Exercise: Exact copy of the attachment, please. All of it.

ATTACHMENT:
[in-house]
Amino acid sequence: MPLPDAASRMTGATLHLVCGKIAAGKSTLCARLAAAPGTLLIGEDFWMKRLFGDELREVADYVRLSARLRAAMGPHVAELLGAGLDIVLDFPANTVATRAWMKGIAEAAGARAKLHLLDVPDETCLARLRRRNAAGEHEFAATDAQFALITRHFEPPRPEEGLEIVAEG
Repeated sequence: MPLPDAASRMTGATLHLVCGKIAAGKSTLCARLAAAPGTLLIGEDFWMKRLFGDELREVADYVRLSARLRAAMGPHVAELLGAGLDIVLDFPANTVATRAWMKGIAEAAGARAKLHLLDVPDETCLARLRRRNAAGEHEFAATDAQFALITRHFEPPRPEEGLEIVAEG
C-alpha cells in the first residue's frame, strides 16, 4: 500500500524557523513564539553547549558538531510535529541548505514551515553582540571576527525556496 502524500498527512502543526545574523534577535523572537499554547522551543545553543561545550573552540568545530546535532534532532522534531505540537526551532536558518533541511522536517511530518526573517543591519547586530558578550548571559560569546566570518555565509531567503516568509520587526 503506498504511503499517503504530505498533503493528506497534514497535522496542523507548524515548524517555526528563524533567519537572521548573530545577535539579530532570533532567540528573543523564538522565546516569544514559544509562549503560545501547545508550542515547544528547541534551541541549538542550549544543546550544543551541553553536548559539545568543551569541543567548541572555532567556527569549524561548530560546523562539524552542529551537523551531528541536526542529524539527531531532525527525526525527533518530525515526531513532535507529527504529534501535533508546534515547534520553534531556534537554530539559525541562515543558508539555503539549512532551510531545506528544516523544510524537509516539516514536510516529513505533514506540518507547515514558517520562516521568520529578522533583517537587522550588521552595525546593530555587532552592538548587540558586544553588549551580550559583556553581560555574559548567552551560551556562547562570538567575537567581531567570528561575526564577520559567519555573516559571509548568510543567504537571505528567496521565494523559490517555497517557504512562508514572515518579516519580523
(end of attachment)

[in-house]
Amino acid sequence: MPLPDAASRMTGATLHLVCGKIAAGKSTLCARLAAAPGTLLIGEDFWMKRLFGDELREVADYVRLSARLRAAMGPHVAELLGAGLDIVLDFPANTVATRAWMKGIAEAAGARAKLHLLDVPDETCLARLRRRNAAGEHEFAATDAQFALITRHFEPPRPEEGLEIVAEG
Repeated sequence: MPLPDAASRMTGATLHLVCGKIAAGKSTLCARLAAAPGTLLIGEDFWMKRLFGDELREVADYVRLSARLRAAMGPHVAELLGAGLDIVLDFPANTVATRAWMKGIAEAAGARAKLHLLDVPDETCLARLRRRNAAGEHEFAATDAQFALITRHFEPPRPEEGLEIVAEG
C-alpha cells in the first residue's frame, strides 16, 4: 500500500524557523513564539553547549558538531510535529541548505514551515553582540571576527525556496 502524500498527512502543526545574523534577535523572537499554547522551543545553543561545550573552540568545530546535532534532532522534531505540537526551532536558518533541511522536517511530518526573517543591519547586530558578550548571559560569546566570518555565509531567503516568509520587526 503506498504511503499517503504530505498533503493528506497534514497535522496542523507548524515548524517555526528563524533567519537572521548573530545577535539579530532570533532567540528573543523564538522565546516569544514559544509562549503560545501547545508550542515547544528547541534551541541549538542550549544543546550544543551541553553536548559539545568543551569541543567548541572555532567556527569549524561548530560546523562539524552542529551537523551531528541536526542529524539527531531532525527525526525527533518530525515526531513532535507529527504529534501535533508546534515547534520553534531556534537554530539559525541562515543558508539555503539549512532551510531545506528544516523544510524537509516539516514536510516529513505533514506540518507547515514558517520562516521568520529578522533583517537587522550588521552595525546593530555587532552592538548587540558586544553588549551580550559583556553581560555574559548567552551560551556562547562570538567575537567581531567570528561575526564577520559567519555573516559571509548568510543567504537571505528567496521565494523559490517555497517557504512562508514572515518579516519580523